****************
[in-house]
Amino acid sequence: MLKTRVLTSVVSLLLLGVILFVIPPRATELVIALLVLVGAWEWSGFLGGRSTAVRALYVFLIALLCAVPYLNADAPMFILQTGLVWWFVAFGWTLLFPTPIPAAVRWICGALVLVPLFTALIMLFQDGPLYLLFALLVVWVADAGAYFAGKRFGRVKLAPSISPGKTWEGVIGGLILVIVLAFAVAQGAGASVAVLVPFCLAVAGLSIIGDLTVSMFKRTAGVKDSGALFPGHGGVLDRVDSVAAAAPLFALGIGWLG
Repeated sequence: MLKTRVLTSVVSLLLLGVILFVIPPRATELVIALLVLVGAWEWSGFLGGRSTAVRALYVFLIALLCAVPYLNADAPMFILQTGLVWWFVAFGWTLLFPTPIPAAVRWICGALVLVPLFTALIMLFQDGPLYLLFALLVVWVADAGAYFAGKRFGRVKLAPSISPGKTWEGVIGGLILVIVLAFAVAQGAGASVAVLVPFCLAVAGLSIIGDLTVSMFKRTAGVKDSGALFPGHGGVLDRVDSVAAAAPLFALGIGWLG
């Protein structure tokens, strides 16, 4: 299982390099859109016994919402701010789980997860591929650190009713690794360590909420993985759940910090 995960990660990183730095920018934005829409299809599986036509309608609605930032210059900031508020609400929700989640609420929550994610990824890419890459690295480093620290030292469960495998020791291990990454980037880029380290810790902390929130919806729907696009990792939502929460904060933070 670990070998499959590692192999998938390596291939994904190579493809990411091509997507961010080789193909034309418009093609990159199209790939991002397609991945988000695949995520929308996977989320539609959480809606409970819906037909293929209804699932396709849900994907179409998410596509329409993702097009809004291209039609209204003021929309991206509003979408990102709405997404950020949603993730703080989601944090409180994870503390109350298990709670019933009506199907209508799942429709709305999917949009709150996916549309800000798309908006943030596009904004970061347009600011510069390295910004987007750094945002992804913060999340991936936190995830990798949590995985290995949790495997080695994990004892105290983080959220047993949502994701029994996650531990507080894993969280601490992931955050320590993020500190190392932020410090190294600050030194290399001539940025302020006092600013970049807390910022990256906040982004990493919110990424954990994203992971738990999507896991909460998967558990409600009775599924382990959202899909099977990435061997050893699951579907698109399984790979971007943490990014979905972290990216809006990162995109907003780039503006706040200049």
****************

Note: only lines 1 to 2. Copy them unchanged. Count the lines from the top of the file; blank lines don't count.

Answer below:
[in-house]
Amino acid sequence: MLKTRVLTSVVSLLLLGVILFVIPPRATELVIALLVLVGAWEWSGFLGGRSTAVRALYVFLIALLCAVPYLNADAPMFILQTGLVWWFVAFGWTLLFPTPIPAAVRWICGALVLVPLFTALIMLFQDGPLYLLFALLVVWVADAGAYFAGKRFGRVKLAPSISPGKTWEGVIGGLILVIVLAFAVAQGAGASVAVLVPFCLAVAGLSIIGDLTVSMFKRTAGVKDSGALFPGHGGVLDRVDSVAAAAPLFALGIGWLG